My personal options were somewhat limited.  I had seen the 1957 movie about the U.S. Marines that starred Jack Webb.  It was entitled The DI, and portrayed the harsh training of our U.S. Marines at Parris Island.  Although I looked upon myself as a fairly tough jock, that movie portrayed an environment that seemed to require a level of toughness and dedication beyond that which I felt capable of providing.  Given what I had seen, and heard from veterans of World War II and the Korean Conflict, I felt that the USMC was not for me. 

That left the Navy, the Coast Guard and the Air Force.  Quite frankly, I could not see me wearing the Dixie cup hat and 13-button pants of a Navy guy.  The same basic arguments could be made for the Coast Guard.  I also felt that I was not a good enough swimmer to make it back from any kind of a sinking ship. 

That left the U.S. Air Force as the probable best choice for me. 

Off I went to the recruiter’s office, hell bent on joining Uncle Sam Airlines.  Then as now, I occasionally left certain critical elements of the decision-making process.  This fact was brought to my attention by the recruiter, when he said,

“ … What do you want to do Son?” 

There was a question I had not stopped to ponder, brilliant Ivy League flunky that I was.  What did I want to do?  I was well aware of what I did not want to do, which was to carry a rifle in Vietnam, but what could I do to serve my country?

The recruiter was kind enough to spread a wide array of recruiting pamphlets on the table in front of me.  As I leafed through one particularly weighty volume I suddenly came across a picture that would change my life forever.  I saw a crash/rescue firefighting vehicle spraying foam onto an aircraft mock up.  I said to the recruiter, “ … that’s it.  That’s what I want to be: a fireman.”  And so it went.

Little did I know that this particular moment in time would define the manner in which I would live my entire life?  Little did I realize that my many great successes in life would come about as a result of a failure?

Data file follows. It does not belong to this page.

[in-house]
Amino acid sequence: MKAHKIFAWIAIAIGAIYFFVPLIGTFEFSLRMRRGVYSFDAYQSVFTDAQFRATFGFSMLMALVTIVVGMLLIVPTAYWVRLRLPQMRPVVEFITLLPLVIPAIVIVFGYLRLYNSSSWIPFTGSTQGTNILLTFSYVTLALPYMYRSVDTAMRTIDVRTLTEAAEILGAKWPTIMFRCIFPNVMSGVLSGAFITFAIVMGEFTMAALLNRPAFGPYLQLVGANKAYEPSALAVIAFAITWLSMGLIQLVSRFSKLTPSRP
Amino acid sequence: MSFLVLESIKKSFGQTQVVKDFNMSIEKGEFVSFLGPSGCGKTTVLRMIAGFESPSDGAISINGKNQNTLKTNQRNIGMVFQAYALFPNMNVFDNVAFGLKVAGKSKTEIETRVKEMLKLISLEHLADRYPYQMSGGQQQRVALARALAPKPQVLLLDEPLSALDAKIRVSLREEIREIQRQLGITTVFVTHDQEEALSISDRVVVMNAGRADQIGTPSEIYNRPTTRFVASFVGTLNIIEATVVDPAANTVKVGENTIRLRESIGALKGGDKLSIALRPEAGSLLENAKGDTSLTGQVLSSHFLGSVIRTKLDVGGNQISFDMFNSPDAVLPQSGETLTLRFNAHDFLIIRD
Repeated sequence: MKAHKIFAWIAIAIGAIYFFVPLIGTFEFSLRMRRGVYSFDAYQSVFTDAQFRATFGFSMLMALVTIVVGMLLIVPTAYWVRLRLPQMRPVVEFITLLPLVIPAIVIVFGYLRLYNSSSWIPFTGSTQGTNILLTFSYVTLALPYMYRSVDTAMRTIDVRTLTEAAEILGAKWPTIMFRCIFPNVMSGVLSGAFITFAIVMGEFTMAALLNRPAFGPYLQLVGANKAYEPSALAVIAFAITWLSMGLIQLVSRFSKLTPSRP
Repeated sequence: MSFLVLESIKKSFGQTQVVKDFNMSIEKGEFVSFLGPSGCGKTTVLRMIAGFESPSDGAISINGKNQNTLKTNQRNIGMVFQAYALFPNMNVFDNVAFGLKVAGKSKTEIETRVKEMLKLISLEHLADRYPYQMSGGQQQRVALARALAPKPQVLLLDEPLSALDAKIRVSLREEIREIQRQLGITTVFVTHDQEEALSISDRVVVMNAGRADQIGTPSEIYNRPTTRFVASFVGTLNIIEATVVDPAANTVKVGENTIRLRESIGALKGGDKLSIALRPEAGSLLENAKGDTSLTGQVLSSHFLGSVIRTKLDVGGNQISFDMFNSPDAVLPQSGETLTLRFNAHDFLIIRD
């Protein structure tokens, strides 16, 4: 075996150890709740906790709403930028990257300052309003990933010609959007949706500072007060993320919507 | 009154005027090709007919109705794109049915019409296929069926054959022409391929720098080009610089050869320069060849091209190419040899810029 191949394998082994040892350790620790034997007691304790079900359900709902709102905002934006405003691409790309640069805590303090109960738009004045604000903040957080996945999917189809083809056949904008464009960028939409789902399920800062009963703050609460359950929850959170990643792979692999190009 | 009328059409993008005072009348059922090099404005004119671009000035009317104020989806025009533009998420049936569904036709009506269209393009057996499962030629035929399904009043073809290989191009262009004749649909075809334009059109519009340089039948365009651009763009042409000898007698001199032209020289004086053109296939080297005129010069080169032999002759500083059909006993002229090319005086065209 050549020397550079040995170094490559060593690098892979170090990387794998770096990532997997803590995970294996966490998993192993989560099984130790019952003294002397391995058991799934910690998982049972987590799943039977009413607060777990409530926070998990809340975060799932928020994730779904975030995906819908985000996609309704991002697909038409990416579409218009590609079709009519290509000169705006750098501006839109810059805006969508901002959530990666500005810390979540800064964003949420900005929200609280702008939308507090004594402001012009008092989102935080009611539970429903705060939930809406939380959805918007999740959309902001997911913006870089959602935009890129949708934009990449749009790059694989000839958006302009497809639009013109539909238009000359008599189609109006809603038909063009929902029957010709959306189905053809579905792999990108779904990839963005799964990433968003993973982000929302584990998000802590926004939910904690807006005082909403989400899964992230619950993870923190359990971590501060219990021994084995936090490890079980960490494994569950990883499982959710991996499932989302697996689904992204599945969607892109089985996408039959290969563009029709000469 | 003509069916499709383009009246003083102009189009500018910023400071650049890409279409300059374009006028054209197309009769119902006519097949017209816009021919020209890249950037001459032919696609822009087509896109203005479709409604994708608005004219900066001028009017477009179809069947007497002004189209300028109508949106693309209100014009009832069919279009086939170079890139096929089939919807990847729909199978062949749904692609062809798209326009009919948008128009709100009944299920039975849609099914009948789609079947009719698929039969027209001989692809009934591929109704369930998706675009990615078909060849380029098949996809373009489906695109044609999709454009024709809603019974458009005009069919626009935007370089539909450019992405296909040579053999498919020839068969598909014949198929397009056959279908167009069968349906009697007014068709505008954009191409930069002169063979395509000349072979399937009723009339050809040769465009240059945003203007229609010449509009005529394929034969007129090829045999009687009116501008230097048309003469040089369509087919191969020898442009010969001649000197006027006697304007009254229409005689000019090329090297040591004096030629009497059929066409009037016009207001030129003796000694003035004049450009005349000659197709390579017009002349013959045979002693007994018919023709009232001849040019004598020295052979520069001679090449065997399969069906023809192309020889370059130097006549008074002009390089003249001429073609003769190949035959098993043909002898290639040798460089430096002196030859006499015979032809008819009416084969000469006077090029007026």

I spent the next four years serving as a fire protection specialist in the U.S. Air Force.  I served in Fairbanks, Alaska, Clark Air Base in the Philippine Islands, Nah Trang Air Base in the Republic of Vietnam, and Blytheville Air Force Base in Arkansas.  I was also privileged to visit Australia on my R&R tour in 1969. 

It was my privilege to learn the business of being a firefighter from some of the best and most knowledgeable, people in the firefighting world at that time.  A great deal of the information and lessons that I share with you can be traced back to from my years in the Air Force.  As a matter of fact I still correspond on a weekly basis with one of my roommates from Alaska, John Harris of Tennessee.

What I really find to be an interesting part of my life is that I have been allowed to enjoy so many years of service as a firefighter and officer, in a variety of fire departments.  I have served as a military firefighter, a volunteer firefighter, and a career firefighter.  I consider each and every moment of my career, both the good and the bad, to be a blessing from above.

Sometimes I pause to ponder the life I might have led had I not flunked out of Penn.  I have little doubt that I would have enjoyed my lot in life a great deal less had I become a part of any other aspect of the world. 

As I sit here, thinking about what the future holds for me, I must pause and thank God for his guidance.  He has shepherded me through an extremely enjoyable career in the fire service.  It is my hope that you too are going to get the most from this life that you possibly can.  You will not find joy at every turn in the road.  The events of the past year have taught us that.  What you will find is a great deal of satisfaction in serving your fellow citizens. 

Most amazing of all is that my life of achievement and satisfaction came as a result of a moment that, at the time, seemed to be so cruel and devastating.  It is my guess that the lesson for each of us is that someone else is out there working on our behalf.  That is how it has been for me over the decades.  And in a number of situations, it was me working on behalf of someone else who needed a bit of help at a given time in their life.

Maybe we will meet that person, and maybe we will not.  What we must do is quite simple.  We must do the best we can every day.  We must be on the lookout for those failures that can point the way to our future successes.  We me keep a weather eye out for those folks who need our help.  We should always be as willing to give as to receive a kindness in this life. 

It is life’s greatest opportunities that are so often missed in the midst of living life. That is what I felt as I sat out on the porch yesterday smoking a cigar, dreaming of the past, pondering the present, and aiming toward the future.  My friends let me urge you to keep your eyes and ears open. Be ready when the time is right.